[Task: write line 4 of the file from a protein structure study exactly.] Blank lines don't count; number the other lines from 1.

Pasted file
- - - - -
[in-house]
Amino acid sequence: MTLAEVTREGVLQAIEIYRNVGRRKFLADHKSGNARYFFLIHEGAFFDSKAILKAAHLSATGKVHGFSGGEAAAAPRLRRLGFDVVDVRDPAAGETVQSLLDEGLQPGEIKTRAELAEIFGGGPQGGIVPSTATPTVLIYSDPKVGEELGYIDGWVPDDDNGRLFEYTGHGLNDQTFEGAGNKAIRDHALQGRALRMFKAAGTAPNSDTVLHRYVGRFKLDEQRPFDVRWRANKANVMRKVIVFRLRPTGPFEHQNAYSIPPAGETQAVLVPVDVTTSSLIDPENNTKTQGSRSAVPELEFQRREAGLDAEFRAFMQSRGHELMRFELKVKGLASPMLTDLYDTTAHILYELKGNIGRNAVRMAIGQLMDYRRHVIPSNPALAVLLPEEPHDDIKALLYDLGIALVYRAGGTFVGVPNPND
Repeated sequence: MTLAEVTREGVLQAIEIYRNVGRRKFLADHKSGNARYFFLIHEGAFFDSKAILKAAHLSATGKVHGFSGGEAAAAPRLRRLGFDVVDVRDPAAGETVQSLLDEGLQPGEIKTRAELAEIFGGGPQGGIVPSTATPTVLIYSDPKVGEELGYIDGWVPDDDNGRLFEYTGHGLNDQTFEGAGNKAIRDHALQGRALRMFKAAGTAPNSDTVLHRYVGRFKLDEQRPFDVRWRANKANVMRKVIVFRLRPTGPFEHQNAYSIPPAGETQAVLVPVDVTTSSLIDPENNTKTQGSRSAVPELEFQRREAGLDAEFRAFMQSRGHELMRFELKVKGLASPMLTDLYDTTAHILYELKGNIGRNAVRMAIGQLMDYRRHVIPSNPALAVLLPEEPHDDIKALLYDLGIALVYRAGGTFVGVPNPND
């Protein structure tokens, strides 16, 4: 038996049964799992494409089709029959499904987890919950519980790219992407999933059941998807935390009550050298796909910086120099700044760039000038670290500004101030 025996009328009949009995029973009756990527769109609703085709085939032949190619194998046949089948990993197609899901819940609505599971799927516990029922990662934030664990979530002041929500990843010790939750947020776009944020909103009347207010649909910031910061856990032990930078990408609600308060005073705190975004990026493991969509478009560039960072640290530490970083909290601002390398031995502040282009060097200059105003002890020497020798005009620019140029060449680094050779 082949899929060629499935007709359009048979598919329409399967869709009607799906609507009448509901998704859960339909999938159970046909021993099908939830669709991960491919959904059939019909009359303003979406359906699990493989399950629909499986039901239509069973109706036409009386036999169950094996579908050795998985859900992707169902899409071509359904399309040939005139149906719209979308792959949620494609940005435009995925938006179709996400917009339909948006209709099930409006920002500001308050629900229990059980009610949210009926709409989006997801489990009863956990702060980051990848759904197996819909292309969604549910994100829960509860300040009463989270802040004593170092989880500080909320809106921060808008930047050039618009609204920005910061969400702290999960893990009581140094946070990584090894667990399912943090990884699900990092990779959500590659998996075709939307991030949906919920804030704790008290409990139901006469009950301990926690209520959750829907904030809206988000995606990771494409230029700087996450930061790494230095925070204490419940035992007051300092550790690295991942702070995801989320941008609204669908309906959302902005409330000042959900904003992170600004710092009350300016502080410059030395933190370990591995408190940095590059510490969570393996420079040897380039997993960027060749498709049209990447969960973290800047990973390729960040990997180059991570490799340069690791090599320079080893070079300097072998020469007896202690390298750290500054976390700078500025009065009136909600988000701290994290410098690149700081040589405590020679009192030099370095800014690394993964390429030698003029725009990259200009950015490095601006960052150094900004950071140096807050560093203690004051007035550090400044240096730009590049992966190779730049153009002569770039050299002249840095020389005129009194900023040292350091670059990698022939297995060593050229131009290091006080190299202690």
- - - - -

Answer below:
């Protein structure tokens, strides 16, 4: 038996049964799992494409089709029959499904987890919950519980790219992407999933059941998807935390009550050298796909910086120099700044760039000038670290500004101030 025996009328009949009995029973009756990527769109609703085709085939032949190619194998046949089948990993197609899901819940609505599971799927516990029922990662934030664990979530002041929500990843010790939750947020776009944020909103009347207010649909910031910061856990032990930078990408609600308060005073705190975004990026493991969509478009560039960072640290530490970083909290601002390398031995502040282009060097200059105003002890020497020798005009620019140029060449680094050779 082949899929060629499935007709359009048979598919329409399967869709009607799906609507009448509901998704859960339909999938159970046909021993099908939830669709991960491919959904059939019909009359303003979406359906699990493989399950629909499986039901239509069973109706036409009386036999169950094996579908050795998985859900992707169902899409071509359904399309040939005139149906719209979308792959949620494609940005435009995925938006179709996400917009339909948006209709099930409006920002500001308050629900229990059980009610949210009926709409989006997801489990009863956990702060980051990848759904197996819909292309969604549910994100829960509860300040009463989270802040004593170092989880500080909320809106921060808008930047050039618009609204920005910061969400702290999960893990009581140094946070990584090894667990399912943090990884699900990092990779959500590659998996075709939307991030949906919920804030704790008290409990139901006469009950301990926690209520959750829907904030809206988000995606990771494409230029700087996450930061790494230095925070204490419940035992007051300092550790690295991942702070995801989320941008609204669908309906959302902005409330000042959900904003992170600004710092009350300016502080410059030395933190370990591995408190940095590059510490969570393996420079040897380039997993960027060749498709049209990447969960973290800047990973390729960040990997180059991570490799340069690791090599320079080893070079300097072998020469007896202690390298750290500054976390700078500025009065009136909600988000701290994290410098690149700081040589405590020679009192030099370095800014690394993964390429030698003029725009990259200009950015490095601006960052150094900004950071140096807050560093203690004051007035550090400044240096730009590049992966190779730049153009002569770039050299002249840095020389005129009194900023040292350091670059990698022939297995060593050229131009290091006080190299202690």